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The humble potato? There's no such thing, says Karen Cannard

I’ve come to the conclusion that the vegetable that we often regard as the humble potato is not really that humble at all.

Across the country, spuds are turned into chips or are mashed, boiled, baked and roasted. For an added flourish, they make great pie toppers. And there’s always potato gnocchi, rosti or pancakes to bring a touch of European cuisine to the kitchen table. Warm and comforting in hearty winter stews, they’re also cool and refreshing to the bite in the simplest of summer salads. Even potato peelings can be easily baked into homemade crisps.

With so much going for it, it’s time for the potato to ditch its modesty and wear the crown of culinary curiosity.

Potatoes - a great all-rounder (44086227)
Potatoes - a great all-rounder (44086227)

It might come as a surprise then that the potato is one of the top 10 most wasted foods in the UK with issues in the supply chain and on the home front.Growers and retailers have found ways to reroute surplus spuds to food redistribution charities such as FareShare and food banks. However, the versatility of the potato has also found itself at the heart of innovation with an increasing range of solutions not just for surplus stock but for production waste, too.

Solutions can be as simple as supermarket giants, such as Tesco, introducing their potato growers to suppliers of prepared foods to open up new markets for‘visually imperfect’ potatoes. Other industries that have sprouted up include Vodka distilleries, offering a highly spirited solution for regular surplus potatoes or for spuds that are remarkably deemed ‘too ugly’ for supermarkets to sell.

When it comes to tackling production waste, new markets have also been created for potato byproducts, helping to solve other environmental issues.

For instance, the next time a magazine or other direct mail lands on your doorstep, check its wrapper. Increasingly, these are no longer made from plastic but a starch-based compound, often from potatoes, which can go straight into your home-composter instead of your rubbish bin.

Even the glue in the ubiquitous Pritt Stick is now made from potato starch instead of petroleum-based PVP. Henkel, Pritt Stick’s manufacturer, also uses a modified starch, a byproduct of the crisp and chip processing industry, to create its wallpaper adhesive Solvite.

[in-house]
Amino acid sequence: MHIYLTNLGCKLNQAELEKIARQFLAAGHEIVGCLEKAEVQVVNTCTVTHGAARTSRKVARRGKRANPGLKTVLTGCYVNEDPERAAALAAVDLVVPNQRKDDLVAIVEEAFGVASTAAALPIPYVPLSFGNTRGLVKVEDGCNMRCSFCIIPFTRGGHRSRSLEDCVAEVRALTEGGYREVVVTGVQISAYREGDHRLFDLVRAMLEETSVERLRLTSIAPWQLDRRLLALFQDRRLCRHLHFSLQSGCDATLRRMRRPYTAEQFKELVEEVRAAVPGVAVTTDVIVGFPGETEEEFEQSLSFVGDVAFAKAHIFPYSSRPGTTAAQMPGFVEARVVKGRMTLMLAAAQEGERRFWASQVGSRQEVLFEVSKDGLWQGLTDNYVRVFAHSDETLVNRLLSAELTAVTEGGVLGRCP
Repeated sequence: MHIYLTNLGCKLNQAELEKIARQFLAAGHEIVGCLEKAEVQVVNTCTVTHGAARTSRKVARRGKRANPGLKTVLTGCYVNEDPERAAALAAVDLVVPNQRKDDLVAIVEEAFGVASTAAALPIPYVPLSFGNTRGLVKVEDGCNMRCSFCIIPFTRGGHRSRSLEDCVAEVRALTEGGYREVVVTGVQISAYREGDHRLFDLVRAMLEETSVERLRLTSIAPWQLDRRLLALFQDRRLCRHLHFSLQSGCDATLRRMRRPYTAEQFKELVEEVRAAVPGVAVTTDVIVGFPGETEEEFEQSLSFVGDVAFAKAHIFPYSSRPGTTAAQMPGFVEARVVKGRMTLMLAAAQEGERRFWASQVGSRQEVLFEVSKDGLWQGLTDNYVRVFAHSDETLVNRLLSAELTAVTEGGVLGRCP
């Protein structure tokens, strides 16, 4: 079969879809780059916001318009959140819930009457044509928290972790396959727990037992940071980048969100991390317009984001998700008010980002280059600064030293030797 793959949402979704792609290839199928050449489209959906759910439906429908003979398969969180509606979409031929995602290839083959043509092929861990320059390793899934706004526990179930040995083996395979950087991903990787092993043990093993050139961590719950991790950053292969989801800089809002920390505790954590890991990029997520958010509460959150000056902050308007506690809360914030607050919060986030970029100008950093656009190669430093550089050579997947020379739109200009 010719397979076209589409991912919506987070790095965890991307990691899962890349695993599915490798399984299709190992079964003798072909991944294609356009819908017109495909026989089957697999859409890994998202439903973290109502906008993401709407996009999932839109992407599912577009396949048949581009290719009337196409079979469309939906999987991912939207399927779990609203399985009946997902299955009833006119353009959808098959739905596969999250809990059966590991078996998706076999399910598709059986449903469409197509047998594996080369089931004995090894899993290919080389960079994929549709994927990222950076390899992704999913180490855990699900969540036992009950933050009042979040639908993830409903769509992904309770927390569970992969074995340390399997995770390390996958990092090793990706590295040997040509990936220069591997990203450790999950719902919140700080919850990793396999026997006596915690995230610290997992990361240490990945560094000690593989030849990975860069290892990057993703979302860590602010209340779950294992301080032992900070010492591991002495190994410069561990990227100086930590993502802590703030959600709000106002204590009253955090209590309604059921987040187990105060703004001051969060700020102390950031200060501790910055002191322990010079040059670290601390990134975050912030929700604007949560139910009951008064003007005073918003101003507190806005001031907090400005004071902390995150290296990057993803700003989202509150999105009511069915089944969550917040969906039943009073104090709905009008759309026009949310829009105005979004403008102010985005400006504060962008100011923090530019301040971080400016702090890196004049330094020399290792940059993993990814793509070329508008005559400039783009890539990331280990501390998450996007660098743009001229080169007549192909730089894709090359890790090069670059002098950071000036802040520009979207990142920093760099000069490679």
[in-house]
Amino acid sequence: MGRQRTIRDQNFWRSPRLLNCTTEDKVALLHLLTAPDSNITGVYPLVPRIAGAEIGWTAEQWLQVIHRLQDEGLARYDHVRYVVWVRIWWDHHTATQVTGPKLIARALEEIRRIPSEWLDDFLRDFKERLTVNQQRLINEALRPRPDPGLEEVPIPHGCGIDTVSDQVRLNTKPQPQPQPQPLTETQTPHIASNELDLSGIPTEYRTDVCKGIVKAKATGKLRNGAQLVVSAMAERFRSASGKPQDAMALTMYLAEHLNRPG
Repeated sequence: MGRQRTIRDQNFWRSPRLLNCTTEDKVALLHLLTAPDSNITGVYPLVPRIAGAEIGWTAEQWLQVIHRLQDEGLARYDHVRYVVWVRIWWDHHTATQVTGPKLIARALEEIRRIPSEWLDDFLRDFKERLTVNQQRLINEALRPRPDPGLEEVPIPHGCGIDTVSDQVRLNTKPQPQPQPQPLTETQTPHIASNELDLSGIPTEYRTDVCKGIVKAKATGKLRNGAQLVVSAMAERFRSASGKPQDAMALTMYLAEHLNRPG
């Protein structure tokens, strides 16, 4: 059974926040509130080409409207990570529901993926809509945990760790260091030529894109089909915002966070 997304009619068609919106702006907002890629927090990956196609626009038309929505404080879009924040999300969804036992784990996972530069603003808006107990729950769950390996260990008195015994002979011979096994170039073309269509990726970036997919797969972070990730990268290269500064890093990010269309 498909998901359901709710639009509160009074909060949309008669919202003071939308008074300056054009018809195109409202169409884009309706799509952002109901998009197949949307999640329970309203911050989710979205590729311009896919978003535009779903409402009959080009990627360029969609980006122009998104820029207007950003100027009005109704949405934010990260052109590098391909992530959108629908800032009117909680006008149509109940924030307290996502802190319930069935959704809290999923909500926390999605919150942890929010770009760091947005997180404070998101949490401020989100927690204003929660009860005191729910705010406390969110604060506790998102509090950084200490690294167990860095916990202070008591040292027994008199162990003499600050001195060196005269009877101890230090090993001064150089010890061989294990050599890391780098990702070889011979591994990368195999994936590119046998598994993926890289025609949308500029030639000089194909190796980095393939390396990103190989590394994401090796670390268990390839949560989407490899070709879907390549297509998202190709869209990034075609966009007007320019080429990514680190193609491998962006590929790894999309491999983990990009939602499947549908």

It is likely that we will see other products coming our way in the not too distant future. For example, London designers Rowan Minkley and Robert Nicoll have already turned potato peelings into a prototype construction board called Chip[s] Board, an alternative to MDF or chipboard.They have also partnered with McCain, producer of ready-made chips, as their supplier of raw materials for bioplastics product development projects that include eyewear and buttons.

Elsewhere, Walkers Crisps has signed a deal to turn its potato waste from its Leicester factory into fertiliser for UK potato farmers plus electricity for its manufacturing processes. When running at full scale, the fertiliser it is expected to reduce the company’s potato-based carbon emissions by 70%.

After these little nuggets, I don’t think I’ll ever take a potato for granted again.

We might not be in a position to turn the everyday leftover spud at home into an alternative plastic bag, glue stick or vodka but why would we, when the reason we buy potatoes is to eat them?Thankfully there’s lots of edible inspiration to avoid them ending up as food waste.

If you’re on the look out for new ideas, some great sites include www.lovepotatoes.co.uk and www.lovefoodhatewaste.com with recipes for curries, soups and tray-bakes, plus much more. And before you chuck out your potato peelings, check out this video from BBC Good Food: www.bbcgoodfood.com/videos/hacks/easiest-ever-potato-peeling-crisps-video. Of course, if crisps aren’t your thing, you could try home composting, throw in your potato peelings and use the compost to plant some spuds of your own.

In other food waste news, if you get enraged by ‘best-before’ labels, with shouts of ‘It’s still good to eat!’ you might be interested in Too Good to Go’s latest campaign ‘Look, Smell, Taste – Don’t Waste’, which has been designed to tackle label confusion and reduce waste. Find out more at https://toogoodtogo.co.uk/en-gb/campaign/commitment

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